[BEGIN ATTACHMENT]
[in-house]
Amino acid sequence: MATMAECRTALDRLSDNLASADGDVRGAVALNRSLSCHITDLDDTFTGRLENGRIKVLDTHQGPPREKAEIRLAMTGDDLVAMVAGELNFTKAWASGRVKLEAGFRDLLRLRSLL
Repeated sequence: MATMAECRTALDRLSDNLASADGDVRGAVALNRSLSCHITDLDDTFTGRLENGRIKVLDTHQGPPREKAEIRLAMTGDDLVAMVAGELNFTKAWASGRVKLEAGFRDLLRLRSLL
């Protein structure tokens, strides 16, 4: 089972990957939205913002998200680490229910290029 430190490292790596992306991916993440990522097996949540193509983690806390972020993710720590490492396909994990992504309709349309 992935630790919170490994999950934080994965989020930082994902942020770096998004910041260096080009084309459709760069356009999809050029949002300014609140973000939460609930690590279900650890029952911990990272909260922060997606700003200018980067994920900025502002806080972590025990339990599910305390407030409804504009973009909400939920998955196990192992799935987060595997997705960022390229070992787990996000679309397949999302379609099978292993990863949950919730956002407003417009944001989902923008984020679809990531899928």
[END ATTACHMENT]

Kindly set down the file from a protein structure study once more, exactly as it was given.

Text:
[in-house]
Amino acid sequence: MATMAECRTALDRLSDNLASADGDVRGAVALNRSLSCHITDLDDTFTGRLENGRIKVLDTHQGPPREKAEIRLAMTGDDLVAMVAGELNFTKAWASGRVKLEAGFRDLLRLRSLL
Repeated sequence: MATMAECRTALDRLSDNLASADGDVRGAVALNRSLSCHITDLDDTFTGRLENGRIKVLDTHQGPPREKAEIRLAMTGDDLVAMVAGELNFTKAWASGRVKLEAGFRDLLRLRSLL
């Protein structure tokens, strides 16, 4: 089972990957939205913002998200680490229910290029 430190490292790596992306991916993440990522097996949540193509983690806390972020993710720590490492396909994990992504309709349309 992935630790919170490994999950934080994965989020930082994902942020770096998004910041260096080009084309459709760069356009999809050029949002300014609140973000939460609930690590279900650890029952911990990272909260922060997606700003200018980067994920900025502002806080972590025990339990599910305390407030409804504009973009909400939920998955196990192992799935987060595997997705960022390229070992787990996000679309397949999302379609099978292993990863949950919730956002407003417009944001989902923008984020679809990531899928």